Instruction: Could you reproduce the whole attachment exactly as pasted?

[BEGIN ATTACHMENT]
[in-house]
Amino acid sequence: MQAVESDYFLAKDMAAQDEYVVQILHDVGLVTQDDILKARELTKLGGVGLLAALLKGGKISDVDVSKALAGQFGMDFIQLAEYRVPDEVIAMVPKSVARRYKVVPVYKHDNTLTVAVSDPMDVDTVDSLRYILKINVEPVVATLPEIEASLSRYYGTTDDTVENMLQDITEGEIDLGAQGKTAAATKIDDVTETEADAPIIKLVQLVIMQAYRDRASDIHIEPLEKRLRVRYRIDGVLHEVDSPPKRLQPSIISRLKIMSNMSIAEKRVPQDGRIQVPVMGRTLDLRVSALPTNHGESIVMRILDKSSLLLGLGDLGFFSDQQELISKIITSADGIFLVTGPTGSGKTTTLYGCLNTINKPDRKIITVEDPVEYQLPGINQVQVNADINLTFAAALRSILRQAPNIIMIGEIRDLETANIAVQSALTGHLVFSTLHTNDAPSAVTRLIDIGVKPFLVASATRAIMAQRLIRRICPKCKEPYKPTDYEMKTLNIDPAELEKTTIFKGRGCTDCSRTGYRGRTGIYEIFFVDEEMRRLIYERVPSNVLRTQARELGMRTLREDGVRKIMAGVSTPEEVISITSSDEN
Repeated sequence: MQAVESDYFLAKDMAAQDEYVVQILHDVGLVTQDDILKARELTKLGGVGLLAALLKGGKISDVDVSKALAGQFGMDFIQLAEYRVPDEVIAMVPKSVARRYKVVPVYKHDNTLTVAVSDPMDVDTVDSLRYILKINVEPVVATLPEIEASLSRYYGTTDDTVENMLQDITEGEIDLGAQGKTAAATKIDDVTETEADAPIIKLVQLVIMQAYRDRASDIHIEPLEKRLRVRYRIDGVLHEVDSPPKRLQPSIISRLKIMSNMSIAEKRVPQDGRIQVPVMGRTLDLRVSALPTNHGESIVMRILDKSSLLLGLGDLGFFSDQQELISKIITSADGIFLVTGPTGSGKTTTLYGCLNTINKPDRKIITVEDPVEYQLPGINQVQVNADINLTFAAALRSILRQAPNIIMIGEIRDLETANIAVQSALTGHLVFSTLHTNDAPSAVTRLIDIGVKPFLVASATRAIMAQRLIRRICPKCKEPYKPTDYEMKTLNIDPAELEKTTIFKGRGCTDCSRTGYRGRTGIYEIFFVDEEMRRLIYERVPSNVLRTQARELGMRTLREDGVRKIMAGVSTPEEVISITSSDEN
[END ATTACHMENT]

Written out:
[in-house]
Amino acid sequence: MQAVESDYFLAKDMAAQDEYVVQILHDVGLVTQDDILKARELTKLGGVGLLAALLKGGKISDVDVSKALAGQFGMDFIQLAEYRVPDEVIAMVPKSVARRYKVVPVYKHDNTLTVAVSDPMDVDTVDSLRYILKINVEPVVATLPEIEASLSRYYGTTDDTVENMLQDITEGEIDLGAQGKTAAATKIDDVTETEADAPIIKLVQLVIMQAYRDRASDIHIEPLEKRLRVRYRIDGVLHEVDSPPKRLQPSIISRLKIMSNMSIAEKRVPQDGRIQVPVMGRTLDLRVSALPTNHGESIVMRILDKSSLLLGLGDLGFFSDQQELISKIITSADGIFLVTGPTGSGKTTTLYGCLNTINKPDRKIITVEDPVEYQLPGINQVQVNADINLTFAAALRSILRQAPNIIMIGEIRDLETANIAVQSALTGHLVFSTLHTNDAPSAVTRLIDIGVKPFLVASATRAIMAQRLIRRICPKCKEPYKPTDYEMKTLNIDPAELEKTTIFKGRGCTDCSRTGYRGRTGIYEIFFVDEEMRRLIYERVPSNVLRTQARELGMRTLREDGVRKIMAGVSTPEEVISITSSDEN
Repeated sequence: MQAVESDYFLAKDMAAQDEYVVQILHDVGLVTQDDILKARELTKLGGVGLLAALLKGGKISDVDVSKALAGQFGMDFIQLAEYRVPDEVIAMVPKSVARRYKVVPVYKHDNTLTVAVSDPMDVDTVDSLRYILKINVEPVVATLPEIEASLSRYYGTTDDTVENMLQDITEGEIDLGAQGKTAAATKIDDVTETEADAPIIKLVQLVIMQAYRDRASDIHIEPLEKRLRVRYRIDGVLHEVDSPPKRLQPSIISRLKIMSNMSIAEKRVPQDGRIQVPVMGRTLDLRVSALPTNHGESIVMRILDKSSLLLGLGDLGFFSDQQELISKIITSADGIFLVTGPTGSGKTTTLYGCLNTINKPDRKIITVEDPVEYQLPGINQVQVNADINLTFAAALRSILRQAPNIIMIGEIRDLETANIAVQSALTGHLVFSTLHTNDAPSAVTRLIDIGVKPFLVASATRAIMAQRLIRRICPKCKEPYKPTDYEMKTLNIDPAELEKTTIFKGRGCTDCSRTGYRGRTGIYEIFFVDEEMRRLIYERVPSNVLRTQARELGMRTLREDGVRKIMAGVSTPEEVISITSSDEN